“Those who are unhappy have no need for anything in this world but people capable of giving them their attention.”
– Simone Weil
At least once in every backpacker’s journey (usually more than once) there will be the hostel. You know the one—the price seemed suspiciously cheap for the high ratings; the photos were blurred and suspicious but “FREE INTERNET” was in capital letters, which overwhelmed your senses. I mean, capital letters, this must be big stuff.
And with that you were stuck—a naive traveler, ready to accept that the stars do indeed align, that value and quality can come marching down the aisle and smooch in a blaze of hope, faith, and love. The mouse or track pad clicks; a reservation is made.
After a long trudging walk through the earthquake-ravaged Christchurch—the largest city in the New Zealand’s south island—I came to the dilapidated hostel, berating my past self for such a questionable decision, and entered a long, sterilized cinderblock corridor lit by dim fluorescent light. Oh no. It looked like one of those asylums where sadistic doctors conduct experiments on war criminals presumed dead by their country.
A trudging walk and then room four showed up on my right. I opened the door, and immediately wished I hadn’t. Across the floor spread every manner of traveling shit—underwear (probably not clean), dusty jackets, half-used lotion bottles, rumpled shirts, cereal boxes that looked to have been torn apart by rats, backpacks, spare pieces of bread, and jeans with legs in a twisted tangle of disarray.
Besides the clothes on the floor, the room itself did nothing to dissuade me from my early impression of a POW camp designed to “rehabilitate” prisoners. It was constructed of cinderblocks painted white, and the only small window was darkened by a shade. I was just waiting for a shabbily dressed guard to shove me my gruel, toss me rags for clothing, and command me to start reading Mao’s Little Red Book.
I spent another day and a half in that city, making it my goal to spend as much time out of the hostel as possible, entering only to consume a hasty meal and to sleep. But the morning before I was to leave, I noticed a new character while I made my porridge, who, unlike the usual riffraff, had a respectable air about him.
He was stocky—that farm-hand body type—and bore long, tough blonde hair pulled into a ponytail. From his cautious demeanor and his intensive map gazing sessions, I ascertained that he was a newbie, both to New Zealand and to travel in general. Although he was at most four years younger than me, I remembered those days, hesitant in my first adventure alone in San Francisco.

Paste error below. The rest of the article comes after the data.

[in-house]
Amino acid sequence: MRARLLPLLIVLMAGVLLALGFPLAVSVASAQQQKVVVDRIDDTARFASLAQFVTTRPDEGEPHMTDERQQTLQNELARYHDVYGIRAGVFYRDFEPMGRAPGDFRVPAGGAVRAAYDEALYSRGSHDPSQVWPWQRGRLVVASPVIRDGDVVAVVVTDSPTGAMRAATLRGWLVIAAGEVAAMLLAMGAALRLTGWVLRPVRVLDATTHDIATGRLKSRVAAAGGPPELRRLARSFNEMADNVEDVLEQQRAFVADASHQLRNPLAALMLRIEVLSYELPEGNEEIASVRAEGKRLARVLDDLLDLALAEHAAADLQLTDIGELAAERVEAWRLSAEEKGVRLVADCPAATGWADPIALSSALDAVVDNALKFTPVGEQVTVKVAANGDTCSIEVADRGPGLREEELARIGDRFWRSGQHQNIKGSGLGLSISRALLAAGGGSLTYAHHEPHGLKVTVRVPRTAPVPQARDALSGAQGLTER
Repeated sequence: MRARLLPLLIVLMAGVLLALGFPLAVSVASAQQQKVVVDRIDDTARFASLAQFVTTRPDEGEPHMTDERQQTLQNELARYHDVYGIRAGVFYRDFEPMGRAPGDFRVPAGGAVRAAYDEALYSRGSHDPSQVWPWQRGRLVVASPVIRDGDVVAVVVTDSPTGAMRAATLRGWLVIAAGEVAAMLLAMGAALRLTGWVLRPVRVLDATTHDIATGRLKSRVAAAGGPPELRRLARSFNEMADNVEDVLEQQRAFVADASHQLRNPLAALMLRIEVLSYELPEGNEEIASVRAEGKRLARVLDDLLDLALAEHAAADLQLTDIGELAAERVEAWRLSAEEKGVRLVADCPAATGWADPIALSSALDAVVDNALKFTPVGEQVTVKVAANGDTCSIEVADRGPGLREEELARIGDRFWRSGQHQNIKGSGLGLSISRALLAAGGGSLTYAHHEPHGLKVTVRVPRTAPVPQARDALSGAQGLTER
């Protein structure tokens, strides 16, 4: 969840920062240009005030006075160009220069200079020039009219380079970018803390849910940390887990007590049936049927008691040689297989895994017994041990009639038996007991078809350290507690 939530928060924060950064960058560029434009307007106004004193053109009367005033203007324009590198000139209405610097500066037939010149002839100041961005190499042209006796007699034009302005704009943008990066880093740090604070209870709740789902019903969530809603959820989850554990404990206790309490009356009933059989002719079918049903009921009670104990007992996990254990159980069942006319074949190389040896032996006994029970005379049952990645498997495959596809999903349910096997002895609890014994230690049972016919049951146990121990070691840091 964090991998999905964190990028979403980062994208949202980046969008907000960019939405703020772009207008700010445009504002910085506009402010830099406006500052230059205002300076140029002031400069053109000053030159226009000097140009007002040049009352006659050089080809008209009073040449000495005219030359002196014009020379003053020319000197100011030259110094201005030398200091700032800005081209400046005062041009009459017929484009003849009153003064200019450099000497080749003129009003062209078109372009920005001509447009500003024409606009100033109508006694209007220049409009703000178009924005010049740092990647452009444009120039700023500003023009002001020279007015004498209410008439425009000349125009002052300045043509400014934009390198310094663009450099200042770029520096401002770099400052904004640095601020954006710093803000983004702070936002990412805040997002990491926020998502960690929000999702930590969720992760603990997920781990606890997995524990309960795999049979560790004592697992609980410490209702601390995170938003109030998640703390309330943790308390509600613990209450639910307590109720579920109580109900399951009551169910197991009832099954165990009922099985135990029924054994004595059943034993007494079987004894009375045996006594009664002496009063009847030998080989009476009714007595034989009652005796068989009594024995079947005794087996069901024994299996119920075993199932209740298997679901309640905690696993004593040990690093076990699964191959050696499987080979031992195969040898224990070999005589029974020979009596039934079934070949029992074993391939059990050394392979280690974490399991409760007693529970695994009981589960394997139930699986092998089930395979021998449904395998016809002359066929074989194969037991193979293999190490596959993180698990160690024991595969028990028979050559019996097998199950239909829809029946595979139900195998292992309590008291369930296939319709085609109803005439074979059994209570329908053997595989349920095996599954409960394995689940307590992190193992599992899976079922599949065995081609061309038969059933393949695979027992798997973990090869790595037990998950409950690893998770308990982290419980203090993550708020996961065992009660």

“Excuse me,” he said, “do you know… where nearest store for food is?”
Yep, a definite German—I could tell from the dull thudding way of speaking English typical of all Germans. And I’m not meaning that to be offensive; it’s just how it is.
“Yeah. If you head down the street right outside the hostel, and go that way,” I waved my arm in a northerly direction, “you can’t miss it… You just get here, man?”
“When did you, uh, arrive… come in to New Zealand.”
“Oh, yes. I… flew into Christchurch last day… yesterday.”
I wanted to tell him that it got better than this, that as far as introductions to countries go, Christchurch was akin to flying into Atlanta. And that right now, he was among the discarded socks and used hankies of the hostel world. But I couldn’t find the right words.
After further conversation, I found he was away from Germany for six weeks, not long but long enough to be homesick.
“I leave my family. I don’t know… I have never been this far away… for so long.”
“Yeah. I feel you there…” I paused, not knowing what to say next. “Uh, have you had breakfast?”
“No. I have not been able to go to the store.”
I knew then what I had to do. It was what so many kind travelers had done for me in my journeys—a little kindness, a little “pass it on” grace in the form of shared food. Sure, it’s not much. Indeed, it’s a small step towards such broad concepts as “world peace” or anything of the sort.
Hauling out my bag of uncooked oats, I offered to rustle up my famous oatmeal for him—a recipe renowned for its minimalism, ease, and holding power. When I first bought rolled oats at New World (the local grocery), I had them plain in hot water, but after cringing through the first several bites, I realized that eating plain oats is like eating your own depression. In desperation, I discovered the secret—diabetic loads of sugar spooned over the top of cooling mash. With that, the recipe was born.
“You ever had oatmeal before?”
“Okay… well I can’t say it’s going to taste amazing but it will keep you on your feet… keep you going.”
“Oh… I don’t mind. Thank you.”
It took several minutes for the water to warm, but in good time, I handed him a steaming bowl of gruel. I find it uncomfortable to watch or hear someone eat (hearing someone eat a banana has to be one of the worst things on this earth), so I left him with a “safe travels” and went to gather my things from the room.
With an uplifting clink, I deposited my keys in the locked box outside the closed reception booth and soon breathed the invigorating air of liberation outdoors. As I walked the ghostly streets to my bus out of Christchurch, I reflected. It’s comforting to know that in the very pit of hostel hell, on a desolate roadside with thumb outstretched, or boiling some noodles, we can find and provide such light as this: a connection of vagabonds on their lonely way through the world, a little intentional pass-it-on karmic kindness.
Ben Rietema (’14) lives in Wanaka, New Zealand at the moment. Besides staring at and running in mountains, he makes a wicked hospital corner and can clean a bathroom like Gandhi (if he were a housekeeper) at his job at a local lodge. He also enjoys saying “HOUSEKEEPING” in the highest pitch voice he can muster before entering a room to service it. benrietema.wordpress.com/